A little more on the health care ruling

What is really so annoying and absurd about this is ridiculous, alarmist headlines like this from the Times:

A Fatal Blow to Obama’s Health Care Law?

Please!  That’s what I’d expect from Fox News (okay, minus the question mark).  Actually, the series of experts in the discussion is quite interesting and I think most all of them make interesting points.  On matters of pure Constitutional jurisprudence, however, I think Jack Balkin makes the key point: Hudson’s ruling essentially asks us to return to a pre-1934 understanding of the Commerce Clause:

To make his case, Judge Hudson was forced to dredge up jurisprudence from the court’s Lochner Era, which has been discredited since the New Deal.

Judge Hudson had long since tipped his hand, so the actual result was not unexpected. What was unexpected was the remarkable weakness of his arguments. Perhaps the Court of Appeals for the Fourth Circuit will remind Judge Hudson that this is not 1934.

I also love Ezra Klein’s response to this.  The whole reason to have the individual mandate is to preserve a system of private health insurance! This is an idea to appease (reasonable, of which few are left) conservatives.  The other major alternative is a single payer system.  Is that really what conservatives want?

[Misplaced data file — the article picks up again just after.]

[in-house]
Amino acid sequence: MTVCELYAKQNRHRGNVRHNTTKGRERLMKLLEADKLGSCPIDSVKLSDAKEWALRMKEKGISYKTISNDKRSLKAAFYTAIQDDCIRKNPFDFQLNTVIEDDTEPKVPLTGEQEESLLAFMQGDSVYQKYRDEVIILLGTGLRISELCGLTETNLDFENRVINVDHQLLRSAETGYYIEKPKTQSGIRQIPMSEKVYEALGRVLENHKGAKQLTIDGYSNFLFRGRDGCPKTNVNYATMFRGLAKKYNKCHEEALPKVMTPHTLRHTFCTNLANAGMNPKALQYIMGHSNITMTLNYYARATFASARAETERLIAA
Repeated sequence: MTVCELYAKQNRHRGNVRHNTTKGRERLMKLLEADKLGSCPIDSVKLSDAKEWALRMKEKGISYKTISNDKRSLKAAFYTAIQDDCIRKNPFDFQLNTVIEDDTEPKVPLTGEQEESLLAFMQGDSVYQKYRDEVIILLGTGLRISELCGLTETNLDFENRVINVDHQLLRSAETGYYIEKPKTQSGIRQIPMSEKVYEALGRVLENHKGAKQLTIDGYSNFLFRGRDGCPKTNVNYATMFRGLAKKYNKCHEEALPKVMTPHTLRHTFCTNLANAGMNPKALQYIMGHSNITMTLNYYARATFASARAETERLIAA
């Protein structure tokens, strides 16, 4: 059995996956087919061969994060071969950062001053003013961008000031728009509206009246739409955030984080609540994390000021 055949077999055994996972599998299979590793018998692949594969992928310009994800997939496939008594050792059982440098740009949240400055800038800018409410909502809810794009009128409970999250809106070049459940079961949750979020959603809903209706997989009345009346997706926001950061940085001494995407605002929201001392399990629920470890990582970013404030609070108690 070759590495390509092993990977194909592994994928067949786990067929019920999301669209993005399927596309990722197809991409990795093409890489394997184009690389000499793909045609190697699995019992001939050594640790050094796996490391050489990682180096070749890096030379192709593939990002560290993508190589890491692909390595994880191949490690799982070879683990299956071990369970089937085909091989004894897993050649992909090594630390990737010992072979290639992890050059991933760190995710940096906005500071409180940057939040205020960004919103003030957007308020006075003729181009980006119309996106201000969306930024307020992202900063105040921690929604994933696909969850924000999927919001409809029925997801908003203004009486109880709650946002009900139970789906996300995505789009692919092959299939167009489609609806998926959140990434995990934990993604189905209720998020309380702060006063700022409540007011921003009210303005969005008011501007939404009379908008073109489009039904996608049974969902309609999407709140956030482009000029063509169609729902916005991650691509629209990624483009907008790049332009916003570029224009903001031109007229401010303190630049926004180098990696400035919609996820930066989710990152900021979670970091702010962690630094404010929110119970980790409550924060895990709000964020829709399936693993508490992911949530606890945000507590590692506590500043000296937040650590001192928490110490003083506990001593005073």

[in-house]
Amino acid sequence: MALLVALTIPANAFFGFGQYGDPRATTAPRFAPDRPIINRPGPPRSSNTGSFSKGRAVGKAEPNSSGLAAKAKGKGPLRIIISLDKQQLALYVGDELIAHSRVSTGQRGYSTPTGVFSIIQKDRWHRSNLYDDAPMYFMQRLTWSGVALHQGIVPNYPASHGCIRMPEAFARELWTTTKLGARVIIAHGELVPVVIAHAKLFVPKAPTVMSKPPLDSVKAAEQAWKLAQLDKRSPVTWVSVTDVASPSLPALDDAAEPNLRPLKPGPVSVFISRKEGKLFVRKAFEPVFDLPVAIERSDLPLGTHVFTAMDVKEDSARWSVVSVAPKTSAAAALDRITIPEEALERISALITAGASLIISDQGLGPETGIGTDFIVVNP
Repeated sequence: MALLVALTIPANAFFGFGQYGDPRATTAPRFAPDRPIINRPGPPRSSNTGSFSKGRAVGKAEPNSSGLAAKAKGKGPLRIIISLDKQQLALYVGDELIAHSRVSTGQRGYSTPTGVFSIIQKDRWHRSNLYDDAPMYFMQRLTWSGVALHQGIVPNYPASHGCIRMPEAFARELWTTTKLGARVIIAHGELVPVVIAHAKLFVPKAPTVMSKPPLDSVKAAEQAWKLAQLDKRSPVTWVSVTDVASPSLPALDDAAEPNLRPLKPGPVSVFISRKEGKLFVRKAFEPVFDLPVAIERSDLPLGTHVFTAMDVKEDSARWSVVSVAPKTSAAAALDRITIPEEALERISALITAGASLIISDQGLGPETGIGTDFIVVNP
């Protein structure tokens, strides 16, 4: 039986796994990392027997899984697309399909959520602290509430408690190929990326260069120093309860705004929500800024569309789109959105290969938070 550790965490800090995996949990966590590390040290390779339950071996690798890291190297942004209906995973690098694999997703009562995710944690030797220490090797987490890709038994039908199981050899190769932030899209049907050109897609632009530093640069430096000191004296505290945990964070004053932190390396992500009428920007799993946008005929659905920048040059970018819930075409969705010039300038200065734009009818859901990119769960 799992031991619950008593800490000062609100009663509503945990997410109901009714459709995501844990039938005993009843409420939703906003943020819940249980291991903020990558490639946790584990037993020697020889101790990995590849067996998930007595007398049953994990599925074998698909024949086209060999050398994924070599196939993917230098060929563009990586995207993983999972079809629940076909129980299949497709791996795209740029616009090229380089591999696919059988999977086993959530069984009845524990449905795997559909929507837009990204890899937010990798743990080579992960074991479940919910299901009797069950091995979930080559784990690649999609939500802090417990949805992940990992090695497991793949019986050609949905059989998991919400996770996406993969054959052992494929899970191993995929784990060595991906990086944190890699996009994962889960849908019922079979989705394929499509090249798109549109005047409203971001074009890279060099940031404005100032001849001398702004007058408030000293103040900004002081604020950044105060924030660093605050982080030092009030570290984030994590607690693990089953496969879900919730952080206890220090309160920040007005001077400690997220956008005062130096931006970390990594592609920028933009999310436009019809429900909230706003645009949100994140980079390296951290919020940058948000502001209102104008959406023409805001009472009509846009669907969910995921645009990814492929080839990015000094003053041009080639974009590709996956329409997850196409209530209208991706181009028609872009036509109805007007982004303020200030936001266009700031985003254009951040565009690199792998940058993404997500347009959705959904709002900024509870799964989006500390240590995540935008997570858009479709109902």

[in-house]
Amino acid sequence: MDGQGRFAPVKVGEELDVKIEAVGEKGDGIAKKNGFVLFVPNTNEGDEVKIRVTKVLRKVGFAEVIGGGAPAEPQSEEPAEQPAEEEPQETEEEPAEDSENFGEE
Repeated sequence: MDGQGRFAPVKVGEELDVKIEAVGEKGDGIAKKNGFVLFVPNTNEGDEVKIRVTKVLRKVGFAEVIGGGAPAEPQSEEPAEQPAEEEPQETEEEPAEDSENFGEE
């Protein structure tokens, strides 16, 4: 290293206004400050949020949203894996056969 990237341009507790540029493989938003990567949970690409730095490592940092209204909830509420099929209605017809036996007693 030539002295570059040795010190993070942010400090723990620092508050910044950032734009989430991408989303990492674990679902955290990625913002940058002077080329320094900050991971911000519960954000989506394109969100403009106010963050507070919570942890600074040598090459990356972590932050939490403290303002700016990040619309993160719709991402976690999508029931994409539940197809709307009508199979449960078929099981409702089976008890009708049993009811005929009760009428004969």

Also, Jon Chait more thoroughly spins out the case I was making in my previous post:

The real loser here is the health insurance lobby. Health insurers would have preferred to avoid any health care reform at all. But the health insurance lobby’s second-highest priority would be a working system with an individual mandate. A world in which they cannot discriminate against sick people but in which healthy people can avoid buying insurance until they’re sick is a nightmare.

The health insurance lobby spent tens of millions of dollars to defeat health care reform. They have a lot of pull among Republicans. A system that gouges the health insurers but keeps in place the subsidies and regulations liberals want is not a status quo I see lasting very long.

Y’all know how much I love Chait, so I love it when we come to the same essential points independently.  Anyway, this will certainly be interesting to follow from both the political and legal perspective, but I wish the media would actually try to keep this all in perspective.

About Steve Greene
Professor of Political Science at NC State http://faculty.chass.ncsu.edu/shgreene

2 Responses to A little more on the health care ruling

  1. Jason says:

    I agree with all of this and the criticism that this is a pre-National Labor Relations Board v. Jones & Laughlin Steel Co. type decision… and that the Court so far has refused to go back that far (even the cases in the late ’90s dealing with guns in school and violence against women were about issues that weren’t directly economic/commercial in nature, so I can see their logic while at the same time disagreeing with them)… but this Roberts Court is so conservative that I’m afraid it will be a case of the New Four Horsemen plus Kennedy leading us to the Health Care Apocalypse…

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